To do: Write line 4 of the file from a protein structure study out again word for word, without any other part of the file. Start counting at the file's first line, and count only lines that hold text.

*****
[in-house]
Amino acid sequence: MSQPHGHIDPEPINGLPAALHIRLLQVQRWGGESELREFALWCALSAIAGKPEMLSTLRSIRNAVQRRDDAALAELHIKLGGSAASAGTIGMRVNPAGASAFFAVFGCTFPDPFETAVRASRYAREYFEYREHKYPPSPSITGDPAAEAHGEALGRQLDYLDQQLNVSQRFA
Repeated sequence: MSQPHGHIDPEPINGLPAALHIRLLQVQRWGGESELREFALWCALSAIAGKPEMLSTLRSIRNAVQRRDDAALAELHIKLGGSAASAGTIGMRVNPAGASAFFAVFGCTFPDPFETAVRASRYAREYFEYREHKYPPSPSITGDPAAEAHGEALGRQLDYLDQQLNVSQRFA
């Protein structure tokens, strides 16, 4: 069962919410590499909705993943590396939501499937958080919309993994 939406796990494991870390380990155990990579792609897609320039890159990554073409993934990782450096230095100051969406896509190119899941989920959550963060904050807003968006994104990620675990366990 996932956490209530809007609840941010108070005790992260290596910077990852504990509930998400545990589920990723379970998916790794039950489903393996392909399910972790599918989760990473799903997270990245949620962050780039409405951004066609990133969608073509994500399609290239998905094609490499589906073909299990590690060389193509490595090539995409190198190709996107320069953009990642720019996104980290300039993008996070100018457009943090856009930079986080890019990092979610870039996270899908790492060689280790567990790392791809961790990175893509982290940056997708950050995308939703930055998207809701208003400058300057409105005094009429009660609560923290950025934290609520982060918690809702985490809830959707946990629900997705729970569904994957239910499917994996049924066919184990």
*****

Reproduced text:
């Protein structure tokens, strides 16, 4: 069962919410590499909705993943590396939501499937958080919309993994 939406796990494991870390380990155990990579792609897609320039890159990554073409993934990782450096230095100051969406896509190119899941989920959550963060904050807003968006994104990620675990366990 996932956490209530809007609840941010108070005790992260290596910077990852504990509930998400545990589920990723379970998916790794039950489903393996392909399910972790599918989760990473799903997270990245949620962050780039409405951004066609990133969608073509994500399609290239998905094609490499589906073909299990590690060389193509490595090539995409190198190709996107320069953009990642720019996104980290300039993008996070100018457009943090856009930079986080890019990092979610870039996270899908790492060689280790567990790392791809961790990175893509982290940056997708950050995308939703930055998207809701208003400058300057409105005094009429009660609560923290950025934290609520982060918690809702985490809830959707946990629900997705729970569904994957239910499917994996049924066919184990």